What projects like AMP and Music Box do so well--and what sets them apart from tech startups like Loveland--is that they make digital tools intelligible. Under Nucera’s guidance, AMP has recently begun conducting surveys to explore how citizens interpret the language of open data policies, and how this language shapes the culture of use around open data. The group has also begun experimenting with so-called “scenario” teaching, an approach that gives residents different real-life scenarios of open data and how it could be used to either help or harm their communities. The initial teaching scenarios have focused, appropriately, on property. They guide participants in exploring how data about blight conditions can either help residents lobby the city government for more services and foreclosure relief or facilitate redlining by insurance companies and justify demolitions and the divestment of city services. As in the case of Loveland, open data on available land parcels can help residents identify affordable homes, or it can lead to widespread speculation. Using these real-life teaching strategies, AMP hopes to identify how open data platforms and policies can be designed to bring the values of transparency, accountability and civic participation to life.

A New Path Toward Civic Tech

This community-first approach is known by tech activists as “civic tech.” Laurenellen McCann, Director of New America DC and a self-described social theorist, educator, and organizer, describes civic tech in terms of “building with, not for”: “building real civic technology, the kind that doesn’t just ‘solve problems,’ but actually allows people to enhance their quality of life and (re)define their relationship with their governments, media, and each other, requires a perspective that prioritizes people above production.” Instead of focusing on the product (i.e., Loveland’s “Parcel Map”), civic tech initiatives focus on people, like Detroit’s struggling homeowners, and engage with the complex political forces that shape local communities. As McCann explains, civic tech works directly with “the real people and real communities we claim to serve when we set out to create tools for public good.”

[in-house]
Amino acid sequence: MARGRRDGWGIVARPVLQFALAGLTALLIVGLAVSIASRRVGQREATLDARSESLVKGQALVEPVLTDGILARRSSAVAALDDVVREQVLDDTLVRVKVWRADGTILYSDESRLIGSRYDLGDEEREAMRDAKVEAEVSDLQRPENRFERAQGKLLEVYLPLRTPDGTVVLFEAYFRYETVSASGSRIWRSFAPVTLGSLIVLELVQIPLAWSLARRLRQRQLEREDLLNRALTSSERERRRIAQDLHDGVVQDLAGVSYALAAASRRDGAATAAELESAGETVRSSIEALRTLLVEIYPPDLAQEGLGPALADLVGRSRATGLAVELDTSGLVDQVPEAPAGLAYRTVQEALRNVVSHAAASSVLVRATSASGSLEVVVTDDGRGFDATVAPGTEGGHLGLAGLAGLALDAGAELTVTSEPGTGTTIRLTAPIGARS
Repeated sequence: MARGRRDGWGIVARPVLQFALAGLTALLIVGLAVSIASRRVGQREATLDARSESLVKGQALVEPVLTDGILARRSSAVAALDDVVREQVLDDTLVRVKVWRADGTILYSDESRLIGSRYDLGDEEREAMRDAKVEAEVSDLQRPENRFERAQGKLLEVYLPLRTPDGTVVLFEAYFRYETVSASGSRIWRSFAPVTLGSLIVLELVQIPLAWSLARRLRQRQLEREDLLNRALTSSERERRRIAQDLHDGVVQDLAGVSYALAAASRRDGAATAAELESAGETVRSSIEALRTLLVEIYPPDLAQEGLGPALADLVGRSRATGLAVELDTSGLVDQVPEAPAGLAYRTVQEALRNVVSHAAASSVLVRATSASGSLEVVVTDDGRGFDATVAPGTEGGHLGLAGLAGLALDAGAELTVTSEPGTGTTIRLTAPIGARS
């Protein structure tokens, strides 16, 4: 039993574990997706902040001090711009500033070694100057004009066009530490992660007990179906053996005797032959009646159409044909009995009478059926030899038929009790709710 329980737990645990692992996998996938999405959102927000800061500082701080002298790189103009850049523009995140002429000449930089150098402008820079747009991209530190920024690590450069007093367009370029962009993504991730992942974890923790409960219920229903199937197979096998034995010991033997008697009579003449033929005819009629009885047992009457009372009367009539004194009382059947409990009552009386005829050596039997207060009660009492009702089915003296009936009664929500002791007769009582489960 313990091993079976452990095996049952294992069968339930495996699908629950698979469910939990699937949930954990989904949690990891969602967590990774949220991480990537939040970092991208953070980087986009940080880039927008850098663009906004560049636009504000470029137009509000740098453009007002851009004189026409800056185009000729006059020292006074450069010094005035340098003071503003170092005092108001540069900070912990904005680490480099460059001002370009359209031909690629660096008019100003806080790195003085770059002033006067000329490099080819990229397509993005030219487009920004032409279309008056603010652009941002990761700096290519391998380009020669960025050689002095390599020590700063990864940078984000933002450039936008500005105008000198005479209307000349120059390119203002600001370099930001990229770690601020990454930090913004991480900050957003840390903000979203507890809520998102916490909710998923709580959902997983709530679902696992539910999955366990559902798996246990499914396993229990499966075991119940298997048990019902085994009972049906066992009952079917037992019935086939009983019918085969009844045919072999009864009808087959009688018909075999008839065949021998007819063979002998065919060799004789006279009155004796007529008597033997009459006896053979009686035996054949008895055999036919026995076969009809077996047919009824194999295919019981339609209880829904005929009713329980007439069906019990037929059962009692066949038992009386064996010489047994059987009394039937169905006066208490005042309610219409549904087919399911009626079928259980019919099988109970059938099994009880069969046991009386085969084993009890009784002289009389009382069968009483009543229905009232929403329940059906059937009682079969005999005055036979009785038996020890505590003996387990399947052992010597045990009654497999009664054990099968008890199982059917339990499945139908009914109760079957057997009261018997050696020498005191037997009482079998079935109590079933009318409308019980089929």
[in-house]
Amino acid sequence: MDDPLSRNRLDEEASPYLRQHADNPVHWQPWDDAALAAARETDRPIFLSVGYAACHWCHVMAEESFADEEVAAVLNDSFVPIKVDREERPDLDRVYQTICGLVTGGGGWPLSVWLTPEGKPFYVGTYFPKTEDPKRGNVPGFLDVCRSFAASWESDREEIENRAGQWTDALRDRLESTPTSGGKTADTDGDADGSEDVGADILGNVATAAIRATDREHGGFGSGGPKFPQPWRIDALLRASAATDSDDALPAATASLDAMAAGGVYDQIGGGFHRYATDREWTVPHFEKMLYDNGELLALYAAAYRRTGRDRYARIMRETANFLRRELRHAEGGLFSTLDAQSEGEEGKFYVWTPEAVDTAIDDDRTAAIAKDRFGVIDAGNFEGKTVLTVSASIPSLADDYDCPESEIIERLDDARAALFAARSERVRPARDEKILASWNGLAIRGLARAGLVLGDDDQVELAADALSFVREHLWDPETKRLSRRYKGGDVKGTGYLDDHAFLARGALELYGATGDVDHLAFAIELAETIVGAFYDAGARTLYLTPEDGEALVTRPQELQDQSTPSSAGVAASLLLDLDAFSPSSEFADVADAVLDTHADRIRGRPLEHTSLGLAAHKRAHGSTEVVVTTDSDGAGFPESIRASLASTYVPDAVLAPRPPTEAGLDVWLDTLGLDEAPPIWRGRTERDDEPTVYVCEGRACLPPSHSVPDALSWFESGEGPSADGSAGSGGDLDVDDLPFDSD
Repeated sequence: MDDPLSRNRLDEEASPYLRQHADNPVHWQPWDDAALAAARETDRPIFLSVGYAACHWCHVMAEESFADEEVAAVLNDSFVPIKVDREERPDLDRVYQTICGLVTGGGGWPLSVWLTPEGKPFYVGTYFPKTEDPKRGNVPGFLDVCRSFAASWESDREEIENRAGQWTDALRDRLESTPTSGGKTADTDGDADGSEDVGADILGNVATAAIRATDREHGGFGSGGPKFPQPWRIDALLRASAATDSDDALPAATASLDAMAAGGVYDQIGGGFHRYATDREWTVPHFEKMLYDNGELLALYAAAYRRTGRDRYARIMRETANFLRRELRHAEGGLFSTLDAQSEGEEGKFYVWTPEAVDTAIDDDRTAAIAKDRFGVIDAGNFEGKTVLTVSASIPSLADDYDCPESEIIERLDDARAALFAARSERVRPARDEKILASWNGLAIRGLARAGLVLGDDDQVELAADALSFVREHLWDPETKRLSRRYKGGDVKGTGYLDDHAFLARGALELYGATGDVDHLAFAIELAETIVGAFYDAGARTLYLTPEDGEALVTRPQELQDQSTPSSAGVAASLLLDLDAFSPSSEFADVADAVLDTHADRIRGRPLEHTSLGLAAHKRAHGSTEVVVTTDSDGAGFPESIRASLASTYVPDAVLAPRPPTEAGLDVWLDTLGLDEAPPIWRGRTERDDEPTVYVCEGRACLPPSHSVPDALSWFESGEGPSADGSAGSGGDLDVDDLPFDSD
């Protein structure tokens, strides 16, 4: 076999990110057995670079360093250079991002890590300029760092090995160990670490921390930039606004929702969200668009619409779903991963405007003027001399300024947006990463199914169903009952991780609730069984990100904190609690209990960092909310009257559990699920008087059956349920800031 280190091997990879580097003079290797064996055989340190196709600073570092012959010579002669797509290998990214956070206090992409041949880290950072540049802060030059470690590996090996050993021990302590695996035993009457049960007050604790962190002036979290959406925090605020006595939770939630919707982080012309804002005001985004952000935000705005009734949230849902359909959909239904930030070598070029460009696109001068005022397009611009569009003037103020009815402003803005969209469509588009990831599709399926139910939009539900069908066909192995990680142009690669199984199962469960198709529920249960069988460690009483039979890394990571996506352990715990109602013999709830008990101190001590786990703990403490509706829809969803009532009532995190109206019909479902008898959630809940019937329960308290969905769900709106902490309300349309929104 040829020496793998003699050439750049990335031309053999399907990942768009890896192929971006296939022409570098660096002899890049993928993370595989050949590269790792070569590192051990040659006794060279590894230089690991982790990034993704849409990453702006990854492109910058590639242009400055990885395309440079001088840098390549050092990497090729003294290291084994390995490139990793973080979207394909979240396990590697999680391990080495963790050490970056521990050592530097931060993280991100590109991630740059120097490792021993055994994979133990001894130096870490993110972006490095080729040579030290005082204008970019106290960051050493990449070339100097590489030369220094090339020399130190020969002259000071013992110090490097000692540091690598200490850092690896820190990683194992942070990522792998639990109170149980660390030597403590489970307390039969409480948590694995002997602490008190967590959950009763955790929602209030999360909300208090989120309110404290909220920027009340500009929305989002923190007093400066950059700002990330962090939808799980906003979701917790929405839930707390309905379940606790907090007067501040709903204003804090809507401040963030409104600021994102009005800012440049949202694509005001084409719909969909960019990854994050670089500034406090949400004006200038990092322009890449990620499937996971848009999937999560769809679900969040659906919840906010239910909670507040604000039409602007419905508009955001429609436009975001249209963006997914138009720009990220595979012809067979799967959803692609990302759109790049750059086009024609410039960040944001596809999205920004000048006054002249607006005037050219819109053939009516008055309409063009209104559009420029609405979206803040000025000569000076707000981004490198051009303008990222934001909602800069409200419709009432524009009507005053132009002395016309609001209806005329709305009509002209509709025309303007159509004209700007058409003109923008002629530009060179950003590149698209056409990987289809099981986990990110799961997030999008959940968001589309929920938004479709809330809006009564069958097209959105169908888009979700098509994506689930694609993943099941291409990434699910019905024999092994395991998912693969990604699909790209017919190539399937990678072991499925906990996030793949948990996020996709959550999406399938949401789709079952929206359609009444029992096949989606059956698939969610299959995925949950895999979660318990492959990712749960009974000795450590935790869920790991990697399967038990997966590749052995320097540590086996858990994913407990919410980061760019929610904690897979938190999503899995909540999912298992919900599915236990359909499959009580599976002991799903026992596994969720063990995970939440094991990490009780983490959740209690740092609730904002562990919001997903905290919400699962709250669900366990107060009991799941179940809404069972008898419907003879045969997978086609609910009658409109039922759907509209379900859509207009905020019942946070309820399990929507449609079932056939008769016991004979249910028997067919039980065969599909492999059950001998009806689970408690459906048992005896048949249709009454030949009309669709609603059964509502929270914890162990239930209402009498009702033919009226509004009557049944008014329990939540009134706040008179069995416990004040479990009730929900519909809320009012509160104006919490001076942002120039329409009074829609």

National initiatives are increasingly embracing such approaches. In March of this year, the Obama administration announced The Opportunity Project, which seeks to reverse the current hammer approach of open data portals that “[start] with data and [look] for problems to solve.” Eight cities will participate in the program, Detroit among them, building data tools according to the issues that need to be solved.

It’s an admission that data alone can’t solve systemic inequity or fix municipal mismanagement and poor social policy. And it’s one that tech companies should take to heart. To truly “[arm] people with information,” to empower them to buy their own homes and confront existing disparities, means seeing more than an information crisis or a digital gap. In Detroit, it will require grappling with local history, engaging meaningfully with local residents, and understanding the decades of discriminatory housing policies that have produced the city’s current map. And with AMP and other community-based project leading the charge, Detroiters themselves are beginning to lead that conversation. For a world rapidly changing through technological and digital culture, Detroit may once again lead another revolution–this time, from below.

Editor's note: Loveland did not respond to questions